China and Pakistan claim to be zealously “fighting terror” together, but what they are really doing remains a mystery wrapped in an enigma wrapped in inscrutability and tied up with a bow of obfuscation.
If ETIM really is an arm of al-Qaeda, Pakistan is walking a fine line indeed by going after it, since its own lawless border areas are hotbeds of al-Qaeda and Taliban elements. The ISI, Pakistan’s intelligence service, has been in bed with the Islamists for more than a decade. Any action against ETIM would thus rub a number of Pakistani groups the wrong way.
Perhaps a deal has been struck in which Uighurs are fair game, but Pashtun- and Urdu-speaking terrorists are left alone. Perhaps China accepts the fact that Pakistan is only going through the motions. Or maybe ETIM is a thorn in Islamabad’s side in ways that the Taliban are not, and Pakistan finds it expedient to enlist Chinese help. Or China may be twisting Pakistan’s arm hard enough to gain its cooperation.
I’m sure Pundita has things to say on this topic. She knows more about the relationship between Pakistan and China than just about anyone else in the English-speaking blogosphere.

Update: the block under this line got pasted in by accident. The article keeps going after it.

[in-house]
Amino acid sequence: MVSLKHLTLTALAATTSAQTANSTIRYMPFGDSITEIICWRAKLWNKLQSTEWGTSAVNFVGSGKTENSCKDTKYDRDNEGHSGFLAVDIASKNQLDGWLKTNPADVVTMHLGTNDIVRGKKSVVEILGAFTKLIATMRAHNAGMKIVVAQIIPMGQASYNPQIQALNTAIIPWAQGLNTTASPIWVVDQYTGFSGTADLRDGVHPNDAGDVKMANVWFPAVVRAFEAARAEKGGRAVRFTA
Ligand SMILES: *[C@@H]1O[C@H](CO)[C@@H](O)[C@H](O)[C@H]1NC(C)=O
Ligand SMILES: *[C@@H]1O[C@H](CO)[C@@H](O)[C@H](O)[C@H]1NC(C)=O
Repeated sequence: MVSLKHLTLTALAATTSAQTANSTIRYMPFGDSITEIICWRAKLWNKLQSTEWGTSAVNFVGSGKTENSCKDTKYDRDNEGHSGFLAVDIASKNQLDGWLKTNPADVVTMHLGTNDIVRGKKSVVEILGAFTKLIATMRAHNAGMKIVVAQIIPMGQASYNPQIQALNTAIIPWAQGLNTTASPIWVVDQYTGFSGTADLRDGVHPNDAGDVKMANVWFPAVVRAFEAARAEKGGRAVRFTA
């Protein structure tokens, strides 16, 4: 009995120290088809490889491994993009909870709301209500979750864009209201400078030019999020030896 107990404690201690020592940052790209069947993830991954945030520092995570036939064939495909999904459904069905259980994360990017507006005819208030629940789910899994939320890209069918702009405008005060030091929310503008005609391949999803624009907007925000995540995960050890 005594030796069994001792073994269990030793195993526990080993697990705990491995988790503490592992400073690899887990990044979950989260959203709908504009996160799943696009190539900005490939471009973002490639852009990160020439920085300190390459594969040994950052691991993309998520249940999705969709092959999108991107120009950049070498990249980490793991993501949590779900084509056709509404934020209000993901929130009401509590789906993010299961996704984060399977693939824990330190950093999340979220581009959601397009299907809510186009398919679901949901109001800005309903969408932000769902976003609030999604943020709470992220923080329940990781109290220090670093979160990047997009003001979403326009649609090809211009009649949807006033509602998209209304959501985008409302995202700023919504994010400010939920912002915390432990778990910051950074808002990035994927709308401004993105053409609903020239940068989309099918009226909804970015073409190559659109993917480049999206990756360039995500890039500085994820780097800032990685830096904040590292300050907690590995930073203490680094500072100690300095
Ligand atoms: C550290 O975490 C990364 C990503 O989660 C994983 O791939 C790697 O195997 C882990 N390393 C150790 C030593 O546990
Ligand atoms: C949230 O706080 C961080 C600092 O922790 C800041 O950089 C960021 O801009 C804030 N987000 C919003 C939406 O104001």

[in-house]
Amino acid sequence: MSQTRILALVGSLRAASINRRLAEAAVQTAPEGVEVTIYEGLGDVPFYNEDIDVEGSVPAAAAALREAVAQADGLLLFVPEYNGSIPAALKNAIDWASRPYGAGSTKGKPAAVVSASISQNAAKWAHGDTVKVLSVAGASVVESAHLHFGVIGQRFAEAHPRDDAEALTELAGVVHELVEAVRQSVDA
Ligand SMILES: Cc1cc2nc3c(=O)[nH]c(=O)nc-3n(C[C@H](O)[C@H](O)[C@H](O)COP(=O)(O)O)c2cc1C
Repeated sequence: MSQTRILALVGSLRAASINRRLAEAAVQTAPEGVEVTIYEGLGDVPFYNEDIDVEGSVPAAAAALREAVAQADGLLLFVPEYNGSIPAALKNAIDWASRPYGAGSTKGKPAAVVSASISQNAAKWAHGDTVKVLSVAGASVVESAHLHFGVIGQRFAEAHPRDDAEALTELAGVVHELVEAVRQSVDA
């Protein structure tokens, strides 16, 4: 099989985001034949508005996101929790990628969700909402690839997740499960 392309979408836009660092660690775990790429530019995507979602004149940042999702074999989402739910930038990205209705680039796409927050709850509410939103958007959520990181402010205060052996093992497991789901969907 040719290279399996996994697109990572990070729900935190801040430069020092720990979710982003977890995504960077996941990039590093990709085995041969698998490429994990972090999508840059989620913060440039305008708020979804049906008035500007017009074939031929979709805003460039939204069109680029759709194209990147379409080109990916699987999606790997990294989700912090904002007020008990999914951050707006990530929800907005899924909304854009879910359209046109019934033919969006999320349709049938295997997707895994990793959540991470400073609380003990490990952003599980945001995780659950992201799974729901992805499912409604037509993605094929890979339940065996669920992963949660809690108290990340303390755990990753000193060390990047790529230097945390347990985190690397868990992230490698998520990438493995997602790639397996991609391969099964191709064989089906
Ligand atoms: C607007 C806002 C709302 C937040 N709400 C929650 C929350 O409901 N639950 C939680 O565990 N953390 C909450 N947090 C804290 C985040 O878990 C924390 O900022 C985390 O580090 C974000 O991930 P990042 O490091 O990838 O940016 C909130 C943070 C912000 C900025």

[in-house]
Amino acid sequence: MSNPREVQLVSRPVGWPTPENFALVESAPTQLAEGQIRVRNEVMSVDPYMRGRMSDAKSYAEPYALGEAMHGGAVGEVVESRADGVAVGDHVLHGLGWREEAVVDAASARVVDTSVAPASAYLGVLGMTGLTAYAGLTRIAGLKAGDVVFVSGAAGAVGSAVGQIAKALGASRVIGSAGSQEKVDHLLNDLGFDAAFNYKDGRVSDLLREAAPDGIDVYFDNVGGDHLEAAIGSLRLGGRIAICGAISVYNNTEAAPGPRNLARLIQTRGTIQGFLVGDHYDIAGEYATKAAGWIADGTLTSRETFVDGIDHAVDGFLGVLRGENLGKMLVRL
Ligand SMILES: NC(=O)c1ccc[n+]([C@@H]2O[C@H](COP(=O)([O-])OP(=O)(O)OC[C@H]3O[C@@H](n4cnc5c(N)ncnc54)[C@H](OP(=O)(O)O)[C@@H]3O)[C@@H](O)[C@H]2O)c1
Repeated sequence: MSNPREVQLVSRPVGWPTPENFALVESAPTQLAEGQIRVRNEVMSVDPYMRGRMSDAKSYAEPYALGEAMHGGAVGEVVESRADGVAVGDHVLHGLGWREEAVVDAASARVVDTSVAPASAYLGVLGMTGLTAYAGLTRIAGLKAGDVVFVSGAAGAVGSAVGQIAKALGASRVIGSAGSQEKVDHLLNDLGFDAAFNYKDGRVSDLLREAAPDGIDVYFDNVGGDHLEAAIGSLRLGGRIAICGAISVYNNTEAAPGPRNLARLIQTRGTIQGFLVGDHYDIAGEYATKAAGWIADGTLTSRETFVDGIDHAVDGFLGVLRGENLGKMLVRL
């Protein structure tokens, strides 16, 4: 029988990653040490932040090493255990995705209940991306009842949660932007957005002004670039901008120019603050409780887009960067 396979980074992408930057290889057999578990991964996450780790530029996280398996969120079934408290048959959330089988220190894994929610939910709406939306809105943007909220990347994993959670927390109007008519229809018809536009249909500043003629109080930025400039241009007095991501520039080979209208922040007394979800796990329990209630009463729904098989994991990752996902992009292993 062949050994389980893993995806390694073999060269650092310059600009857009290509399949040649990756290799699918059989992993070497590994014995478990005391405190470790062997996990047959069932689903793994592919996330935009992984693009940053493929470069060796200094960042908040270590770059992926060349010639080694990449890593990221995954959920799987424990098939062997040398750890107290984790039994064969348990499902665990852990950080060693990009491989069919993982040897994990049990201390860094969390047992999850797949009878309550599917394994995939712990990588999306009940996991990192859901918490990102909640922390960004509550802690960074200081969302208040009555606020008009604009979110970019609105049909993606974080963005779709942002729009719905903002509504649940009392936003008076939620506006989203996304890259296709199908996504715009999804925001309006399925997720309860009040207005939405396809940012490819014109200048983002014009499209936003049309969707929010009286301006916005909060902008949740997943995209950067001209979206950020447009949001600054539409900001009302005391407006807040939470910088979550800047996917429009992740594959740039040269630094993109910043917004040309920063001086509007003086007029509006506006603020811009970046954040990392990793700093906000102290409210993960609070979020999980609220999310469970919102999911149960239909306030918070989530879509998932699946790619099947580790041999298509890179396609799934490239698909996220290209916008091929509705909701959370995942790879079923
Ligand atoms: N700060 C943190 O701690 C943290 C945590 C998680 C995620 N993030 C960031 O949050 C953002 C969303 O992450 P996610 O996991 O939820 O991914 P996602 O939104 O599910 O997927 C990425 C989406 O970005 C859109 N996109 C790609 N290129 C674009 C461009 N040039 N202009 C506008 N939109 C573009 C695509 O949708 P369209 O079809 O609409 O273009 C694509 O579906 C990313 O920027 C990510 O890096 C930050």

Here’s what she had to say yesterday:
Bottom line: The United States of America has a history of being a fickle friend to Pakistan, but China is always there. You can bet that Pakistan’s government is watching very closely the US discussion about whether the US should withdraw soon from Iraq. Their reasoning is that if the US leaves Iraq in the lurch, Pakistan is next up.
What the real story is in Xinjiang is anybody’s guess. It may involve Islamic terrorism, but one thing is certain: it has nothing to do with government of the people, by the people, and for the people.